At Dixie State University in Utah, a restriction on the use of the Greek alphabet has prevented student Indigo Klabanoff from starting a university-recognized sorority for over a year.
The ban on the 3,000 year-old alphabet stems from the school's purported desire to avoid implying a "party atmosphere." But that didn't stop Dixie State from recognizing "The Organization of Good Parties" as an official campus group.
"It's a pretty basic First Amendment right for individuals or groups to identify themselves the way they want themselves to be identified," says Peter Bonilla, director of FIRE's Individual Rights Defense Program, in FIRE's latest video. FIRE came to Klabanoff's defense after she contacted the advocacy group for help.
Klabanoff's new sorority, Phi Beta Pi, has no intention of creating the appearance of a party atmosphere at Dixie State, according to its members. "All we're trying to accomplish is sisterhood," says Erica Ridd, vice president of philanthropy of Phi Beta Pi. "I live far away from my family so I think of these girls as my sisters and my second family."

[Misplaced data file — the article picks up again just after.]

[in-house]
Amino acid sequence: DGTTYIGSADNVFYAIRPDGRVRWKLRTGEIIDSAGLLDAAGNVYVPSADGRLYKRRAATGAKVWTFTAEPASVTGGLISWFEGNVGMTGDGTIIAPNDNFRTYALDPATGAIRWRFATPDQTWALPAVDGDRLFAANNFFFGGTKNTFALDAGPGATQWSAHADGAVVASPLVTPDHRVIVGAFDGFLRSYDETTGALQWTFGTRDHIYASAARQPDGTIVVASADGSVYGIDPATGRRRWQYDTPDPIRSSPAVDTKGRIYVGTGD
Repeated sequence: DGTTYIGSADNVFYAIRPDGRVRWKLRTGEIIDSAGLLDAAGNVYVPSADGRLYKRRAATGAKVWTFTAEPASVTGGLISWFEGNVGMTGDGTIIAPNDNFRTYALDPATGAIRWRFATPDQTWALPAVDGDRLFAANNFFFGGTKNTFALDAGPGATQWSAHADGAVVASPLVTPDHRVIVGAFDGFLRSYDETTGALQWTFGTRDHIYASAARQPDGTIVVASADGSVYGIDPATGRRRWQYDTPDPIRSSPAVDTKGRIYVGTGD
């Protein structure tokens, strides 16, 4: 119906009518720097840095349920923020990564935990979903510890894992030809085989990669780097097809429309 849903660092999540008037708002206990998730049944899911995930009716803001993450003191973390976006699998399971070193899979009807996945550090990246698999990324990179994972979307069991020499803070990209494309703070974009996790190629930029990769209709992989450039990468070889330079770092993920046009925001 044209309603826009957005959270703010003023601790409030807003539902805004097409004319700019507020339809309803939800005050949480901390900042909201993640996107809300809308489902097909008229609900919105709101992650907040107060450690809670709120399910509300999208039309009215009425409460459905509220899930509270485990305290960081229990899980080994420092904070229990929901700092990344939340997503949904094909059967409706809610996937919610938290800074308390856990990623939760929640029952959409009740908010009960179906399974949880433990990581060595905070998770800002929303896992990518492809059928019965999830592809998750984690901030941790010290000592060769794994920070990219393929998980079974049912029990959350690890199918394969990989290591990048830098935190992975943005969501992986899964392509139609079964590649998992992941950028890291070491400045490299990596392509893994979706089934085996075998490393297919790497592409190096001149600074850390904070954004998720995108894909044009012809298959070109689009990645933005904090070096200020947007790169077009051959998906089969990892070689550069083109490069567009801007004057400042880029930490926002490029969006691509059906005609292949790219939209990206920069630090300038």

TAKE ACTION: Make your voice heard! Write to Dixie State President Stephen Nadauld today and tell him to drop the school's unconstitutional ban on the Greek alphabet: http://fir.ee/1htN8L7